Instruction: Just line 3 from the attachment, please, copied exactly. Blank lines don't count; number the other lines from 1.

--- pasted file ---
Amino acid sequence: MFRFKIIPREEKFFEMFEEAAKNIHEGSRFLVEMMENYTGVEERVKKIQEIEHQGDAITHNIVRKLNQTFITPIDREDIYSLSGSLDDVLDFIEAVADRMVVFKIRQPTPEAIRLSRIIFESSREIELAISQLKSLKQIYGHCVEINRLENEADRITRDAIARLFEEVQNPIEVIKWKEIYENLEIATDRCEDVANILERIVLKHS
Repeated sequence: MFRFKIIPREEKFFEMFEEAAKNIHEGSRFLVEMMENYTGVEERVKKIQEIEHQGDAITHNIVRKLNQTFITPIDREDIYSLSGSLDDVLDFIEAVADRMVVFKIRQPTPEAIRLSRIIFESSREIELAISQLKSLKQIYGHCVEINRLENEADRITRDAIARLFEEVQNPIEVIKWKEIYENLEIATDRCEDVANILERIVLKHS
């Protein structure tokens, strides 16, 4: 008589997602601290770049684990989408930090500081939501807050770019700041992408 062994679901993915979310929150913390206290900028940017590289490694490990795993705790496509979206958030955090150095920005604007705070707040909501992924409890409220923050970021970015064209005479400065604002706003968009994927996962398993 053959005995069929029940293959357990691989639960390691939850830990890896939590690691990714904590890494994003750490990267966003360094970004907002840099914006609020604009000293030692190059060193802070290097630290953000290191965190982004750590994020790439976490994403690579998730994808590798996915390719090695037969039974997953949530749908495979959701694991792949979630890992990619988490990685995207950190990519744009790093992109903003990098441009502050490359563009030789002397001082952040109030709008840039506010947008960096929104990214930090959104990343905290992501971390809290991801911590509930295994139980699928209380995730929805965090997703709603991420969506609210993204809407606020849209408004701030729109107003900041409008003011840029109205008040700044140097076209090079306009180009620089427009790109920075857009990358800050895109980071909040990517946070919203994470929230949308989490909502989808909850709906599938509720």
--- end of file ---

């Protein structure tokens, strides 16, 4: 008589997602601290770049684990989408930090500081939501807050770019700041992408 062994679901993915979310929150913390206290900028940017590289490694490990795993705790496509979206958030955090150095920005604007705070707040909501992924409890409220923050970021970015064209005479400065604002706003968009994927996962398993 053959005995069929029940293959357990691989639960390691939850830990890896939590690691990714904590890494994003750490990267966003360094970004907002840099914006609020604009000293030692190059060193802070290097630290953000290191965190982004750590994020790439976490994403690579998730994808590798996915390719090695037969039974997953949530749908495979959701694991792949979630890992990619988490990685995207950190990519744009790093992109903003990098441009502050490359563009030789002397001082952040109030709008840039506010947008960096929104990214930090959104990343905290992501971390809290991801911590509930295994139980699928209380995730929805965090997703709603991420969506609210993204809407606020849209408004701030729109107003900041409008003011840029109205008040700044140097076209090079306009180009620089427009790109920075857009990358800050895109980071909040990517946070919203994470929230949308989490909502989808909850709906599938509720």